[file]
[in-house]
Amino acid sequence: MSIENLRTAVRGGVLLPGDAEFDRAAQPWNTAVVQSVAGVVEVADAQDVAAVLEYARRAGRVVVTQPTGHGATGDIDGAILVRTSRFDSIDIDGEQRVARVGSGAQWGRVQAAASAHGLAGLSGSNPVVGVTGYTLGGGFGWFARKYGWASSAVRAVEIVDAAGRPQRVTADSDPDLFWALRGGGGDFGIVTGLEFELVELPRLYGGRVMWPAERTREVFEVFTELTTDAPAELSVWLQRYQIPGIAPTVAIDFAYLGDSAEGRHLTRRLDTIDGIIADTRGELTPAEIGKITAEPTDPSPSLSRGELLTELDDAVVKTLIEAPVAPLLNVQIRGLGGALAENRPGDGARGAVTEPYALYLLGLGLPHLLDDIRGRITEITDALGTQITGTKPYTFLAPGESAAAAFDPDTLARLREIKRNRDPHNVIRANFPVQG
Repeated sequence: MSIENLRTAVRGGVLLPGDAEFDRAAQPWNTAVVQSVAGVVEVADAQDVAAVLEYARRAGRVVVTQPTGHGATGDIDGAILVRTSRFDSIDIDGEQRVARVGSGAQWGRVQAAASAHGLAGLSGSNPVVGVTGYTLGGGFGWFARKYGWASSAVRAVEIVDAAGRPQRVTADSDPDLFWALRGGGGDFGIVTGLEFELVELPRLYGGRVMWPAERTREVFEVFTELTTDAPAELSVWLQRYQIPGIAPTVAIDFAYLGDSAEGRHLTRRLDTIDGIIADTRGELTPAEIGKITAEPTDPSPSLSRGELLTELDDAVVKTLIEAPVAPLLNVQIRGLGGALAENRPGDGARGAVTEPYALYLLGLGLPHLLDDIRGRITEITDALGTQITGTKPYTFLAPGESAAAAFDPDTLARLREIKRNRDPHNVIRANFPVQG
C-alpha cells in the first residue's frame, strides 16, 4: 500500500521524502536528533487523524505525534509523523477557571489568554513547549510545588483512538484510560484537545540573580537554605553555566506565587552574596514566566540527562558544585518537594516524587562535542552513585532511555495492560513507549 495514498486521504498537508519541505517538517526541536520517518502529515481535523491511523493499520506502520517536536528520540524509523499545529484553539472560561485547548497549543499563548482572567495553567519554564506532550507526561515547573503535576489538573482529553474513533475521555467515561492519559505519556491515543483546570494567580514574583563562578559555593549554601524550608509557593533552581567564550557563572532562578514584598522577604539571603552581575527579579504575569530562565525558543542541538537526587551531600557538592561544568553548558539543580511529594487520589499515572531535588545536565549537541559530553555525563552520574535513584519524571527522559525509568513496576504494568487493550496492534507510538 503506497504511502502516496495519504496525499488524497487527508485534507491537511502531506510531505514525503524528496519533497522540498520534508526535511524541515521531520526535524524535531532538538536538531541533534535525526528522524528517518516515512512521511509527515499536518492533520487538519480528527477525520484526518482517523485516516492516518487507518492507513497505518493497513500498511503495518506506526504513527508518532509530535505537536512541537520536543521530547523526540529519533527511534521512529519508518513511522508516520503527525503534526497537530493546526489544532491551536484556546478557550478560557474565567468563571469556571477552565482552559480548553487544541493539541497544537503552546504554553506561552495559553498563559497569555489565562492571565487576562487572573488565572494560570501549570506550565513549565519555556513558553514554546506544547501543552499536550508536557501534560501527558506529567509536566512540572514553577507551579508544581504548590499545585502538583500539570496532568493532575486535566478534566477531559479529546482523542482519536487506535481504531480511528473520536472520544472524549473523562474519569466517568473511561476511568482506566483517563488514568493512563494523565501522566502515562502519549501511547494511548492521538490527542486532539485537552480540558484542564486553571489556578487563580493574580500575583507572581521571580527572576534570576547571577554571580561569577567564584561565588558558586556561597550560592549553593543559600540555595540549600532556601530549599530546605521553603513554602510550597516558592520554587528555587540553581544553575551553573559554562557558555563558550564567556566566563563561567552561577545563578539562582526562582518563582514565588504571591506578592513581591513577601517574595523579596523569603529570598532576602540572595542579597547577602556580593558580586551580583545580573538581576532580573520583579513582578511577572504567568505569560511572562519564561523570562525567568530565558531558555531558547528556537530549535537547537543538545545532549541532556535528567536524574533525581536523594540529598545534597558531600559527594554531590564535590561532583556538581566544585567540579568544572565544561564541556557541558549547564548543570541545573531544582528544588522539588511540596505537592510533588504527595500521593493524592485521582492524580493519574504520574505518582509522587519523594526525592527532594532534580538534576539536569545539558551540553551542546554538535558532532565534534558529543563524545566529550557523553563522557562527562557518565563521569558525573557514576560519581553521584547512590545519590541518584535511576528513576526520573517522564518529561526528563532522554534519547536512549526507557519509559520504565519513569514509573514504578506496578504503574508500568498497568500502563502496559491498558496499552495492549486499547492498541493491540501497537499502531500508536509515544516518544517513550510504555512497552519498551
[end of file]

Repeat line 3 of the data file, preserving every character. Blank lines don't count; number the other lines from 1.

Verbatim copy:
Repeated sequence: MSIENLRTAVRGGVLLPGDAEFDRAAQPWNTAVVQSVAGVVEVADAQDVAAVLEYARRAGRVVVTQPTGHGATGDIDGAILVRTSRFDSIDIDGEQRVARVGSGAQWGRVQAAASAHGLAGLSGSNPVVGVTGYTLGGGFGWFARKYGWASSAVRAVEIVDAAGRPQRVTADSDPDLFWALRGGGGDFGIVTGLEFELVELPRLYGGRVMWPAERTREVFEVFTELTTDAPAELSVWLQRYQIPGIAPTVAIDFAYLGDSAEGRHLTRRLDTIDGIIADTRGELTPAEIGKITAEPTDPSPSLSRGELLTELDDAVVKTLIEAPVAPLLNVQIRGLGGALAENRPGDGARGAVTEPYALYLLGLGLPHLLDDIRGRITEITDALGTQITGTKPYTFLAPGESAAAAFDPDTLARLREIKRNRDPHNVIRANFPVQG